As China recovered from the Cultural Revolution, the first stage of growth was in basic industries, then more advanced industries, then high tech and now aiming to be global leaders in new high tech industries.

So how do you make the leap from basic industries to high-tech? You put state resources into education and you invite foreign tech companies to set up manufacturing bases to access cheap labour. You also force knowledge transfer and allow domestic IP theft.

That growth strategy has brought China to the upper level of middle income status with median wages of around $12k a year. Below is a chart showing China's progress relative to the US from 1960 to 2008 (the most recent one I could find). While China has moved up, relative to the US, its still in middle income status and there are a large number of other countries that are stuck in the middle income trap:


Targeting high-income jobs and industries
If we set aside development issues like corruption, capital flight, inefficient SoEs, lack of basic rights; in order for China to keep growing and avoid the so called middle income trap and get to high income status, China needs to generate hundreds of millions of higher income/ high productivity jobs, mainly in domestic services, but a significant number in goods producing and globally competitive export industries.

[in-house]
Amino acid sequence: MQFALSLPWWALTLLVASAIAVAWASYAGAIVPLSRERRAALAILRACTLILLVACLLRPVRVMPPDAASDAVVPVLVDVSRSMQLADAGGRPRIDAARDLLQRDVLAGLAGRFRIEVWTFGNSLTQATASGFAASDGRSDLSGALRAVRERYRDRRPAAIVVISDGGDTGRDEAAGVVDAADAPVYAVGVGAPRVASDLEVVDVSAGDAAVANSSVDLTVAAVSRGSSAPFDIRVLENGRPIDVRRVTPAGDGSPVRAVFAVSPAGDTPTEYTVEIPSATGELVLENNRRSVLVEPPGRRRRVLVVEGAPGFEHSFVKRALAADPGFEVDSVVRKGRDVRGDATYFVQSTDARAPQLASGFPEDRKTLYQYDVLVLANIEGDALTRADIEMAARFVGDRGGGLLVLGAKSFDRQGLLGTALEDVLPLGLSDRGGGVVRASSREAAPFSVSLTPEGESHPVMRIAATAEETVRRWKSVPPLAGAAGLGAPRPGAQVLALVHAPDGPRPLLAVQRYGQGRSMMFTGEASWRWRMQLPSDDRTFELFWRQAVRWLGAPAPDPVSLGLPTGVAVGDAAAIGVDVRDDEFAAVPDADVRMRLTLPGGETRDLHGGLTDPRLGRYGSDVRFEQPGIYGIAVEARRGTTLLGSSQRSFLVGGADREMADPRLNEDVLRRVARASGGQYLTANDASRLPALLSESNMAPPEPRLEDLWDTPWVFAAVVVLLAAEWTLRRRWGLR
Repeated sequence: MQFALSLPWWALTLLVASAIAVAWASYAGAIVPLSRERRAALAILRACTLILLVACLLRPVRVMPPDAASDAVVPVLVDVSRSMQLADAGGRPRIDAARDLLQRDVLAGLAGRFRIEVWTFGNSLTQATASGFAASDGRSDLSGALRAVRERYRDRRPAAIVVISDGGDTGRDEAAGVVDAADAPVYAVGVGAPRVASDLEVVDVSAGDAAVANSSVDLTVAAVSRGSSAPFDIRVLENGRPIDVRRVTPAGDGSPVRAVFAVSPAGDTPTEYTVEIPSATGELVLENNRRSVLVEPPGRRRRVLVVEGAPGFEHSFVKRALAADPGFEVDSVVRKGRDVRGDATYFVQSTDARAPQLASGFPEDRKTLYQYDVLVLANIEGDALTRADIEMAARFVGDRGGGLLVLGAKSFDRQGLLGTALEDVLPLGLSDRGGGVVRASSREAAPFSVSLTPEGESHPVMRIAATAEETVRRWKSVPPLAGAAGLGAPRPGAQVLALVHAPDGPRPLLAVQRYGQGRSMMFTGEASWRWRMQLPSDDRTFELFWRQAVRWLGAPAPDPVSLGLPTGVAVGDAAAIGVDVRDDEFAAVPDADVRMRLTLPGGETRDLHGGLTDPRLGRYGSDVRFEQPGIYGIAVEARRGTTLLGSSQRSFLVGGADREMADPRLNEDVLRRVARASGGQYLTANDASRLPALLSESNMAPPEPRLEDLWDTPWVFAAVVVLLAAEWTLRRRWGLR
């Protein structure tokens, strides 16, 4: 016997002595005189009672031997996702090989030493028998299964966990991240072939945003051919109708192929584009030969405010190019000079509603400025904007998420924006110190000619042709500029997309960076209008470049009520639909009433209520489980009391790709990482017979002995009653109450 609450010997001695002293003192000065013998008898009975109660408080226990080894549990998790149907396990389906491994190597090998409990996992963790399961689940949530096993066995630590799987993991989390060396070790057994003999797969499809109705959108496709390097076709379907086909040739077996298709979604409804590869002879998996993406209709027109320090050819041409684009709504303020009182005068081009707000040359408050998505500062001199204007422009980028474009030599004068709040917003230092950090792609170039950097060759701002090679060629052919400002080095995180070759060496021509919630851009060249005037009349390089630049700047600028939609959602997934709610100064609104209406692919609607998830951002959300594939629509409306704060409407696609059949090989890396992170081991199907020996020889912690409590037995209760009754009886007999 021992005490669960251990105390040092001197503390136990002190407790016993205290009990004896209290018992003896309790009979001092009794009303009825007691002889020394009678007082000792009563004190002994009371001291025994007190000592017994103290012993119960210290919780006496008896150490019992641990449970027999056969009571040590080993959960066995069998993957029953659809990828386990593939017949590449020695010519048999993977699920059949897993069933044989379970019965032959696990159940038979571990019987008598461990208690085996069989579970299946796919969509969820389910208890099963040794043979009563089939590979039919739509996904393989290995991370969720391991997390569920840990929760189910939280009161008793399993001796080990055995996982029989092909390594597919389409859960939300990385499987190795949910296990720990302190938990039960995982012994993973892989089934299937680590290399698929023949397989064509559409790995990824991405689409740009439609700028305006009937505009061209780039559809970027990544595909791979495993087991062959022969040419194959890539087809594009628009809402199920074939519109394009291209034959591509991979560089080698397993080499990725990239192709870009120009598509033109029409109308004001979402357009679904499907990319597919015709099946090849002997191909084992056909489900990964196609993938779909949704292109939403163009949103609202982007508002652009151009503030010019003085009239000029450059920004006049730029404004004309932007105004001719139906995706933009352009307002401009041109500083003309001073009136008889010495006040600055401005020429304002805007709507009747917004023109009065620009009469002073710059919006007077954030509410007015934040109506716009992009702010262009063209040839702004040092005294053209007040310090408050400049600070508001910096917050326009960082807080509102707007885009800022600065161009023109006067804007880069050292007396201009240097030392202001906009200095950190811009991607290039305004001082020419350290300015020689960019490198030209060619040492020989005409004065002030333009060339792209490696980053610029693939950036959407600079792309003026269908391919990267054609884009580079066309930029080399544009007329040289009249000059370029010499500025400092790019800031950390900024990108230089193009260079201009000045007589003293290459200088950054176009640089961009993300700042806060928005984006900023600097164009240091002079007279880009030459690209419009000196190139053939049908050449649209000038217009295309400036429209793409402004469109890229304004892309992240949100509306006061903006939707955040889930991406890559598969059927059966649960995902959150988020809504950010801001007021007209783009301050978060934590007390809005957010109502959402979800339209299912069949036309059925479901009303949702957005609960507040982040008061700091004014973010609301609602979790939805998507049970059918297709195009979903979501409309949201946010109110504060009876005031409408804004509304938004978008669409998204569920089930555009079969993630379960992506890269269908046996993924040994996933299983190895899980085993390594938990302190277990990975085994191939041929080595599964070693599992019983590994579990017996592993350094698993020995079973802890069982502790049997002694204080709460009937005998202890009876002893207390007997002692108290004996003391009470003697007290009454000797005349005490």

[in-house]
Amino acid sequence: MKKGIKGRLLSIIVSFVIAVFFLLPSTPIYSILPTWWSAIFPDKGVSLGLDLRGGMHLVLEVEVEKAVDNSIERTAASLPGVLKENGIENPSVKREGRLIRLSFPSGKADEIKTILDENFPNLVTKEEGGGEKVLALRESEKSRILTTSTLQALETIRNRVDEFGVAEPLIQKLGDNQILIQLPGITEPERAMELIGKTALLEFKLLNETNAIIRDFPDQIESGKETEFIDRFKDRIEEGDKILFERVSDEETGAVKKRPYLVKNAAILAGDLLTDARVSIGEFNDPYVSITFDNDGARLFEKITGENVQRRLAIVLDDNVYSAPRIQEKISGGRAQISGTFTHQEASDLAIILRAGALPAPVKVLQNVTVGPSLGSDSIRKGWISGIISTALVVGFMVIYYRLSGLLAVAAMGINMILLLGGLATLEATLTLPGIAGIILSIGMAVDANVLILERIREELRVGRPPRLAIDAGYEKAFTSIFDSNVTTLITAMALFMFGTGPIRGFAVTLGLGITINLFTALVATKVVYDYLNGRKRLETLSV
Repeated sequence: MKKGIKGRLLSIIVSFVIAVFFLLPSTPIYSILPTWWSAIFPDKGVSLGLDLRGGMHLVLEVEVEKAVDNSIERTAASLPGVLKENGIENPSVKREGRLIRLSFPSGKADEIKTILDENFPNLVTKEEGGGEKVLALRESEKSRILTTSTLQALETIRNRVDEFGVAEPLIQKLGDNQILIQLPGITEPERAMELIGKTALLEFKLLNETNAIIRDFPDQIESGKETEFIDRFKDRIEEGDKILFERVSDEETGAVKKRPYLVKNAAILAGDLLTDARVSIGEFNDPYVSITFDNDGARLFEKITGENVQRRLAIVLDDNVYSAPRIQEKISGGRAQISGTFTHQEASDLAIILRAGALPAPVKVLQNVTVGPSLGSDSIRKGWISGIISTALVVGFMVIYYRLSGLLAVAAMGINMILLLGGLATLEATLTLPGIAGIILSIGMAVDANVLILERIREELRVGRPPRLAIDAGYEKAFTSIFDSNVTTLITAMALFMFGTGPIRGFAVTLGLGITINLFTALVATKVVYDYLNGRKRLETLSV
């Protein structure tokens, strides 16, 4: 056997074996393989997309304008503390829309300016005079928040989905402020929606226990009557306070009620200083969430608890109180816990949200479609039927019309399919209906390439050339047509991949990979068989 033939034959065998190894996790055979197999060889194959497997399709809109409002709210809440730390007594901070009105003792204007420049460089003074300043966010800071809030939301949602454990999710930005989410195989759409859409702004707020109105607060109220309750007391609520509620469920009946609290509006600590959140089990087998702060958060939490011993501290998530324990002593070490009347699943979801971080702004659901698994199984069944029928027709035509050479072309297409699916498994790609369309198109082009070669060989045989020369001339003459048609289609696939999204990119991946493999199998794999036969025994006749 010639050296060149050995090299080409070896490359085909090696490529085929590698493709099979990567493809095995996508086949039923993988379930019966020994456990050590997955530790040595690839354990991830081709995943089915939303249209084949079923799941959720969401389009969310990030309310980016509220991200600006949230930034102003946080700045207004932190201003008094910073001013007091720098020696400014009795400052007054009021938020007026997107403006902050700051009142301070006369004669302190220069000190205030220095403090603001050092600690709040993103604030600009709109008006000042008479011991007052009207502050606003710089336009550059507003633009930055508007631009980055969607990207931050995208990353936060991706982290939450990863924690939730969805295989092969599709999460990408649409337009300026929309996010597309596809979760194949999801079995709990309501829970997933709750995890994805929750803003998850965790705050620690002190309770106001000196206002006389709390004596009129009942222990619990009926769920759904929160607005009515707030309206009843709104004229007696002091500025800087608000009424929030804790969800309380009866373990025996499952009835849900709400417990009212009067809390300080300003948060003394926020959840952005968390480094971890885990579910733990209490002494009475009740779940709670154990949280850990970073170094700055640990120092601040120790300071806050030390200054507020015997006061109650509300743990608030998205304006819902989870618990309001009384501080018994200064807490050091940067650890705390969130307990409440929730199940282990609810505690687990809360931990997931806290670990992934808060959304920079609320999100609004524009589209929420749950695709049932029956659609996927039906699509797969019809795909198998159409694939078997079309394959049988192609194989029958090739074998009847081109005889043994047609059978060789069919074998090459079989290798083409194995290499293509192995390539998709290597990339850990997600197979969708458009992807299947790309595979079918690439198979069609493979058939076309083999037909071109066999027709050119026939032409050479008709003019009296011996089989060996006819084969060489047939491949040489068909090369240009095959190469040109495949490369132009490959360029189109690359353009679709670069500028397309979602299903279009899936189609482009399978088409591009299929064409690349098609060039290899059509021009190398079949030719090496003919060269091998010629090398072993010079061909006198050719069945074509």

Put simply they need global leader companies that can compete in their markets. The problem is the global technology/ pharmaceutical/ biotech/ high end industrial markets are protected by patents and trade secret laws and the owners of those patents are US/ EU/ Japanese companies. To survive without subsidies in most mature global industries you need to be in the top 3 of each segment and while Chinese companies can achieve that domestically, they usually can't globally.

So China needs to target the new industries where they can register patents and achieve scale and competitiveness. So the government provides state subsidies to companies like Huawei to help them become global leaders in the new markets as they open up. These are the same new markets that US/ EU/ Japanese companies want to compete in. But the Chinese companies can operate at break even or a loss for as long as it takes to drive foreign competition out of a new market. They can also invest whatever it takes in R&D for these new industries.